Masaharu Morimoto is our favorite (and always underrated - God those judges are fools) Iron Chef. He'll be making an appearance on Wednesday, Oct. 10 at the Boston University Barnes & Noble to promote his new cookbook, Morimoto: The New Art of Japanese Cooking. According to our press release, in addition to the booksigning, BU has asked Mirimoto to demonstrate his recipes for the Seminars in the Culinary Arts:
Jack Romanos, president of Simon and Schuster is retiring, and Carolyn Reidy is in. Looks like Romanos will have quite a bit of spare time on his hands. Might we suggest whiling away the hours with Literary Rejections On Display? We've been hooked for the last couple of weeks: reading about someone else's failures is about as comforting as a good cup of boiling tea in an overly air-conditioned office (the Phoenix HQ has been freezing us out all week).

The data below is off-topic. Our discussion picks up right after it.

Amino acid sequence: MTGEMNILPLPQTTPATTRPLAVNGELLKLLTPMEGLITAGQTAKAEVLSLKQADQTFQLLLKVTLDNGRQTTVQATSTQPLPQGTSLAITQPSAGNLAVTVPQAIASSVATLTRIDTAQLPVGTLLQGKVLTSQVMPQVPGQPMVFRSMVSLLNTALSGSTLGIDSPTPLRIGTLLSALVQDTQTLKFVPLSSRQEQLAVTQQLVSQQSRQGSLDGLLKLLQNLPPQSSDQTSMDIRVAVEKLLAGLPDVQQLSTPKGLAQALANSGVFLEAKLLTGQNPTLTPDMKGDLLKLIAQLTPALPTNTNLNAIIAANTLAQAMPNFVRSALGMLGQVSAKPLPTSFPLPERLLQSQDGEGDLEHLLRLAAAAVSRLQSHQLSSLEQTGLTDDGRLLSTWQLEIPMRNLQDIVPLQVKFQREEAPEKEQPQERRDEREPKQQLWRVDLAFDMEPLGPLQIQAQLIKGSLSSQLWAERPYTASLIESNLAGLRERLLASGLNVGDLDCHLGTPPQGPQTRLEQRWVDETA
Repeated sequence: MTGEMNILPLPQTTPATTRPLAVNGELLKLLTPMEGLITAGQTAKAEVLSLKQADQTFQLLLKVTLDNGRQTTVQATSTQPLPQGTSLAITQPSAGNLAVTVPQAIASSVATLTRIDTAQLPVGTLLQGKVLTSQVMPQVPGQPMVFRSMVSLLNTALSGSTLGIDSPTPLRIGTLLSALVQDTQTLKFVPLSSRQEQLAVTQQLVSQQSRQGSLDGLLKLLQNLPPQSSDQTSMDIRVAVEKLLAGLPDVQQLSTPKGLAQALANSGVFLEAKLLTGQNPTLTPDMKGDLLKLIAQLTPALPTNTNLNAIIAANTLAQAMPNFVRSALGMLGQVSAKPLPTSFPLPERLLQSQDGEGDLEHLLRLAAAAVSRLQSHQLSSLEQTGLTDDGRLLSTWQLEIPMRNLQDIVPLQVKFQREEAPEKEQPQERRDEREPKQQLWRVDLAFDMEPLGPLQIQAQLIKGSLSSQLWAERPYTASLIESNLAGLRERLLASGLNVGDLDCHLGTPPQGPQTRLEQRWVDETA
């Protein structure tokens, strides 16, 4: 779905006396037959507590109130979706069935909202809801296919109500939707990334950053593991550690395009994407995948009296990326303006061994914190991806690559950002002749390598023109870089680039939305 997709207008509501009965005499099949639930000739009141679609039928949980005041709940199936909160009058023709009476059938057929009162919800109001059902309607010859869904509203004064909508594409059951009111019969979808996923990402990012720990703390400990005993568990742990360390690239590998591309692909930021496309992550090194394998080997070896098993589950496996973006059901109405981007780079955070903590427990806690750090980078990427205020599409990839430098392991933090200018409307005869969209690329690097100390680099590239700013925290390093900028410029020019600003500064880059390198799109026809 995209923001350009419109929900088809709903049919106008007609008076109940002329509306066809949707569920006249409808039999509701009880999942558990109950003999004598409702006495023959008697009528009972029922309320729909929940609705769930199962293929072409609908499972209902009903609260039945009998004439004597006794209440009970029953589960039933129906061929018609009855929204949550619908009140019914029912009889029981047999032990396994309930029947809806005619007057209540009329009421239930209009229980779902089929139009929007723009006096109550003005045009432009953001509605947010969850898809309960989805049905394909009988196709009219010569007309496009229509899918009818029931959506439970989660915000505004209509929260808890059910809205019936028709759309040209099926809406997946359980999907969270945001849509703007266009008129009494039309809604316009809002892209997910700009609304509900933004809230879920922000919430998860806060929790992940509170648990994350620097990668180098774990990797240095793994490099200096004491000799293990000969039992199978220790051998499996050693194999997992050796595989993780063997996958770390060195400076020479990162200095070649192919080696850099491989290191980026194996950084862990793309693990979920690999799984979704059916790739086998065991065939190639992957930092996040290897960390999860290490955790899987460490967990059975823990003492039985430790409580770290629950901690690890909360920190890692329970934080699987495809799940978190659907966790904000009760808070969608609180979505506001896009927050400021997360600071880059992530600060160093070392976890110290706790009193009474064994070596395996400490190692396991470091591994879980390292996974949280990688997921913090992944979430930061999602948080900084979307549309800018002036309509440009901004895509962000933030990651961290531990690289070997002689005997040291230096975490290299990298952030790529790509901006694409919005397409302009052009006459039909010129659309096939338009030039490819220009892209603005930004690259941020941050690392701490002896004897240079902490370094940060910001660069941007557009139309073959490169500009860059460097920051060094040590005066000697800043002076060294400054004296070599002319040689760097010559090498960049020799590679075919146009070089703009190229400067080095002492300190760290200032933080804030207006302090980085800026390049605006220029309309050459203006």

Or the previous night, as the story goes. Clement Clarke Moore’s “’TWAS THE NIGHT BEFORE CHRISTMAS” was published in 1823, and it launched the modern Santa Claus myth. Before that, Santa was just St. Nicholas, patron saint of children, not a jolly fat dude with a penchant for monochromatic red outfits and worldwide sleigh travel and a ginormous sack of toys.
There are two distinct types of people in this fine world: those who loathe Food Network host and next-gen Martha Stewart superwoman RACHAEL RAY for her precious catch-phrase cooking and those who think her ever-present giggly abbreviations of extra-virgin olive oil (EVOO, y’all) are totally adorable.
THE HOSTESS WITH THE MOSTEST
Not everybody hearts AMY SEDARIS (particularly reviewers of her latest film, Strangers with Candy), but we’ve been glued to the trajectory of her career ever since reading about her bizarre lifestyle in brother David’s essays. Amy’s first solo book project, I Like You: Hospitality Under the Influence, harks back to the days when a hostess’s duties were “charmingly old-fashioned, like courtship or back-alley abortions.